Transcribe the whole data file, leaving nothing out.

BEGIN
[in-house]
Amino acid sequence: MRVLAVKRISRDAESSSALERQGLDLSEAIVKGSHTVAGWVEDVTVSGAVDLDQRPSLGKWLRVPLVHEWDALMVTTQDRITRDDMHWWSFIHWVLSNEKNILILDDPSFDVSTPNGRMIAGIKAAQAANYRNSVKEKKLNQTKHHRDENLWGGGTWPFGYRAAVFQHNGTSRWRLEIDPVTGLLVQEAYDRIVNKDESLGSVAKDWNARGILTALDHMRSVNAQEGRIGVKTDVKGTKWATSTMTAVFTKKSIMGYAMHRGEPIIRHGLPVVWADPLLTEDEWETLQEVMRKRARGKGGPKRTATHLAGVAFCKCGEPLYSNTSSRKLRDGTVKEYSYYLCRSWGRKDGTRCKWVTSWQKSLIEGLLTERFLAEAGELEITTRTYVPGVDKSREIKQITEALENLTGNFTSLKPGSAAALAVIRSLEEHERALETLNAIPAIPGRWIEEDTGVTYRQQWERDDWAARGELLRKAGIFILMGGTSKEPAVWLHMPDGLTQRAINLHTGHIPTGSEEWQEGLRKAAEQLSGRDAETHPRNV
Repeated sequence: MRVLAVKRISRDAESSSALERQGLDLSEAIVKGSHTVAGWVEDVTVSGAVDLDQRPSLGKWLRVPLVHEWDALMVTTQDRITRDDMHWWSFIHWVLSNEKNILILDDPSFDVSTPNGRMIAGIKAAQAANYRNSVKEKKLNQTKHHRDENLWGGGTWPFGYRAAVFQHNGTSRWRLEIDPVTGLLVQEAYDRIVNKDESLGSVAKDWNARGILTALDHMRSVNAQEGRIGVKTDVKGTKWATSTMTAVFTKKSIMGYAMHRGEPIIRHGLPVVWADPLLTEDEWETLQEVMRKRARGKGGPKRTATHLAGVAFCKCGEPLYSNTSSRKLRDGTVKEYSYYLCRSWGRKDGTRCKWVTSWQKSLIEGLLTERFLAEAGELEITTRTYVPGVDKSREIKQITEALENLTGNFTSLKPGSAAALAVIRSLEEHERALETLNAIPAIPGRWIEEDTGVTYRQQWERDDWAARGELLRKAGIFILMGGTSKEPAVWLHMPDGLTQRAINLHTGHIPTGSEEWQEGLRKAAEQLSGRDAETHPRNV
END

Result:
[in-house]
Amino acid sequence: MRVLAVKRISRDAESSSALERQGLDLSEAIVKGSHTVAGWVEDVTVSGAVDLDQRPSLGKWLRVPLVHEWDALMVTTQDRITRDDMHWWSFIHWVLSNEKNILILDDPSFDVSTPNGRMIAGIKAAQAANYRNSVKEKKLNQTKHHRDENLWGGGTWPFGYRAAVFQHNGTSRWRLEIDPVTGLLVQEAYDRIVNKDESLGSVAKDWNARGILTALDHMRSVNAQEGRIGVKTDVKGTKWATSTMTAVFTKKSIMGYAMHRGEPIIRHGLPVVWADPLLTEDEWETLQEVMRKRARGKGGPKRTATHLAGVAFCKCGEPLYSNTSSRKLRDGTVKEYSYYLCRSWGRKDGTRCKWVTSWQKSLIEGLLTERFLAEAGELEITTRTYVPGVDKSREIKQITEALENLTGNFTSLKPGSAAALAVIRSLEEHERALETLNAIPAIPGRWIEEDTGVTYRQQWERDDWAARGELLRKAGIFILMGGTSKEPAVWLHMPDGLTQRAINLHTGHIPTGSEEWQEGLRKAAEQLSGRDAETHPRNV
Repeated sequence: MRVLAVKRISRDAESSSALERQGLDLSEAIVKGSHTVAGWVEDVTVSGAVDLDQRPSLGKWLRVPLVHEWDALMVTTQDRITRDDMHWWSFIHWVLSNEKNILILDDPSFDVSTPNGRMIAGIKAAQAANYRNSVKEKKLNQTKHHRDENLWGGGTWPFGYRAAVFQHNGTSRWRLEIDPVTGLLVQEAYDRIVNKDESLGSVAKDWNARGILTALDHMRSVNAQEGRIGVKTDVKGTKWATSTMTAVFTKKSIMGYAMHRGEPIIRHGLPVVWADPLLTEDEWETLQEVMRKRARGKGGPKRTATHLAGVAFCKCGEPLYSNTSSRKLRDGTVKEYSYYLCRSWGRKDGTRCKWVTSWQKSLIEGLLTERFLAEAGELEITTRTYVPGVDKSREIKQITEALENLTGNFTSLKPGSAAALAVIRSLEEHERALETLNAIPAIPGRWIEEDTGVTYRQQWERDDWAARGELLRKAGIFILMGGTSKEPAVWLHMPDGLTQRAINLHTGHIPTGSEEWQEGLRKAAEQLSGRDAETHPRNV